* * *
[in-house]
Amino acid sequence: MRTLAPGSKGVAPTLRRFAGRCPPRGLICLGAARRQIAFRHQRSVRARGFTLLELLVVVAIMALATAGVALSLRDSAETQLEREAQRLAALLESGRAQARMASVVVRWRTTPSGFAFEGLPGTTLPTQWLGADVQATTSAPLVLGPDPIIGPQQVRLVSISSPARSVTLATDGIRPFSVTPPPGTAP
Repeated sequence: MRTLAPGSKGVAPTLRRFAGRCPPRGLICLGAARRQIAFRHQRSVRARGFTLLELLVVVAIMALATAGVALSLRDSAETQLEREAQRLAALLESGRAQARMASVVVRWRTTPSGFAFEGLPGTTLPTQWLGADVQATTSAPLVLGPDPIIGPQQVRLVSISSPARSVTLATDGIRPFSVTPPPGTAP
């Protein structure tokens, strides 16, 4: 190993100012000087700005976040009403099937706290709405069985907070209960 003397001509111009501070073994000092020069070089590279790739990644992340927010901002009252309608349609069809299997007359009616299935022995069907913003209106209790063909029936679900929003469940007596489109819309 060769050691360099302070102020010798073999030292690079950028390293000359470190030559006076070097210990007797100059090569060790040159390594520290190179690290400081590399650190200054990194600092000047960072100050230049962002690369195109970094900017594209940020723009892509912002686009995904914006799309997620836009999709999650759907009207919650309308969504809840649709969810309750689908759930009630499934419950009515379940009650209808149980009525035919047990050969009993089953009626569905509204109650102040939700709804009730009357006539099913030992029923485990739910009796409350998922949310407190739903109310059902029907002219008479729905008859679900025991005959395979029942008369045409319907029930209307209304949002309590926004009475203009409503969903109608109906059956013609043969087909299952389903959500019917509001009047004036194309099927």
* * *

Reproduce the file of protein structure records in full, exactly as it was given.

[in-house]
Amino acid sequence: MRTLAPGSKGVAPTLRRFAGRCPPRGLICLGAARRQIAFRHQRSVRARGFTLLELLVVVAIMALATAGVALSLRDSAETQLEREAQRLAALLESGRAQARMASVVVRWRTTPSGFAFEGLPGTTLPTQWLGADVQATTSAPLVLGPDPIIGPQQVRLVSISSPARSVTLATDGIRPFSVTPPPGTAP
Repeated sequence: MRTLAPGSKGVAPTLRRFAGRCPPRGLICLGAARRQIAFRHQRSVRARGFTLLELLVVVAIMALATAGVALSLRDSAETQLEREAQRLAALLESGRAQARMASVVVRWRTTPSGFAFEGLPGTTLPTQWLGADVQATTSAPLVLGPDPIIGPQQVRLVSISSPARSVTLATDGIRPFSVTPPPGTAP
């Protein structure tokens, strides 16, 4: 190993100012000087700005976040009403099937706290709405069985907070209960 003397001509111009501070073994000092020069070089590279790739990644992340927010901002009252309608349609069809299997007359009616299935022995069907913003209106209790063909029936679900929003469940007596489109819309 060769050691360099302070102020010798073999030292690079950028390293000359470190030559006076070097210990007797100059090569060790040159390594520290190179690290400081590399650190200054990194600092000047960072100050230049962002690369195109970094900017594209940020723009892509912002686009995904914006799309997620836009999709999650759907009207919650309308969504809840649709969810309750689908759930009630499934419950009515379940009650209808149980009525035919047990050969009993089953009626569905509204109650102040939700709804009730009357006539099913030992029923485990739910009796409350998922949310407190739903109310059902029907002219008479729905008859679900025991005959395979029942008369045409319907029930209307209304949002309590926004009475203009409503969903109608109906059956013609043969087909299952389903959500019917509001009047004036194309099927």